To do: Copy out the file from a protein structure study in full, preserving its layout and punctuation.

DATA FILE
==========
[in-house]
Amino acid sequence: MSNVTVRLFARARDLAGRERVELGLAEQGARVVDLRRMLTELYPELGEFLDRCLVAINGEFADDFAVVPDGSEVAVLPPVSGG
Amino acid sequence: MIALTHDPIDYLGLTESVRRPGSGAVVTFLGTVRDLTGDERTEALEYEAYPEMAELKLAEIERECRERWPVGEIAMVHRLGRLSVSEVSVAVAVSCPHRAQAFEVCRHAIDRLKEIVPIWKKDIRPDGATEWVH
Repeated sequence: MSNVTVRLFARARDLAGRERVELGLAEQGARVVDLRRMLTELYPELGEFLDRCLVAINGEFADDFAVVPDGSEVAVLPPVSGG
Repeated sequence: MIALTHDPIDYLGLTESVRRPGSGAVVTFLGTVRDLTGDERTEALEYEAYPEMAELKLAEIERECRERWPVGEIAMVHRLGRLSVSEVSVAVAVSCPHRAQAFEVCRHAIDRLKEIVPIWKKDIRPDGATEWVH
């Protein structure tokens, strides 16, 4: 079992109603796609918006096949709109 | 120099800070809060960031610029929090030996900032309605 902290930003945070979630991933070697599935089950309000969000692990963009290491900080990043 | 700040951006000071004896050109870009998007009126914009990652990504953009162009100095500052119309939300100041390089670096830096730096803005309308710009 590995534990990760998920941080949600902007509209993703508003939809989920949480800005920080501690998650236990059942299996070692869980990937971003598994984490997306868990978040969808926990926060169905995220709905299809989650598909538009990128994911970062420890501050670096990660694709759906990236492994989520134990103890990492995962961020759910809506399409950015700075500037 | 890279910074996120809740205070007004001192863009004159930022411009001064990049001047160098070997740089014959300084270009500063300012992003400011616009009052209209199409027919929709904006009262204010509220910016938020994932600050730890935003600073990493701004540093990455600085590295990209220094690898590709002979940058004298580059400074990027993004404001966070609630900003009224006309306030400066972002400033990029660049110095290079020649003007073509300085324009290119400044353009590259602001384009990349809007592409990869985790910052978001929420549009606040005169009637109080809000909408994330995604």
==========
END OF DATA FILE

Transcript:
[in-house]
Amino acid sequence: MSNVTVRLFARARDLAGRERVELGLAEQGARVVDLRRMLTELYPELGEFLDRCLVAINGEFADDFAVVPDGSEVAVLPPVSGG
Amino acid sequence: MIALTHDPIDYLGLTESVRRPGSGAVVTFLGTVRDLTGDERTEALEYEAYPEMAELKLAEIERECRERWPVGEIAMVHRLGRLSVSEVSVAVAVSCPHRAQAFEVCRHAIDRLKEIVPIWKKDIRPDGATEWVH
Repeated sequence: MSNVTVRLFARARDLAGRERVELGLAEQGARVVDLRRMLTELYPELGEFLDRCLVAINGEFADDFAVVPDGSEVAVLPPVSGG
Repeated sequence: MIALTHDPIDYLGLTESVRRPGSGAVVTFLGTVRDLTGDERTEALEYEAYPEMAELKLAEIERECRERWPVGEIAMVHRLGRLSVSEVSVAVAVSCPHRAQAFEVCRHAIDRLKEIVPIWKKDIRPDGATEWVH
């Protein structure tokens, strides 16, 4: 079992109603796609918006096949709109 | 120099800070809060960031610029929090030996900032309605 902290930003945070979630991933070697599935089950309000969000692990963009290491900080990043 | 700040951006000071004896050109870009998007009126914009990652990504953009162009100095500052119309939300100041390089670096830096730096803005309308710009 590995534990990760998920941080949600902007509209993703508003939809989920949480800005920080501690998650236990059942299996070692869980990937971003598994984490997306868990978040969808926990926060169905995220709905299809989650598909538009990128994911970062420890501050670096990660694709759906990236492994989520134990103890990492995962961020759910809506399409950015700075500037 | 890279910074996120809740205070007004001192863009004159930022411009001064990049001047160098070997740089014959300084270009500063300012992003400011616009009052209209199409027919929709904006009262204010509220910016938020994932600050730890935003600073990493701004540093990455600085590295990209220094690898590709002979940058004298580059400074990027993004404001966070609630900003009224006309306030400066972002400033990029660049110095290079020649003007073509300085324009290119400044353009590259602001384009990349809007592409990869985790910052978001929420549009606040005169009637109080809000909408994330995604």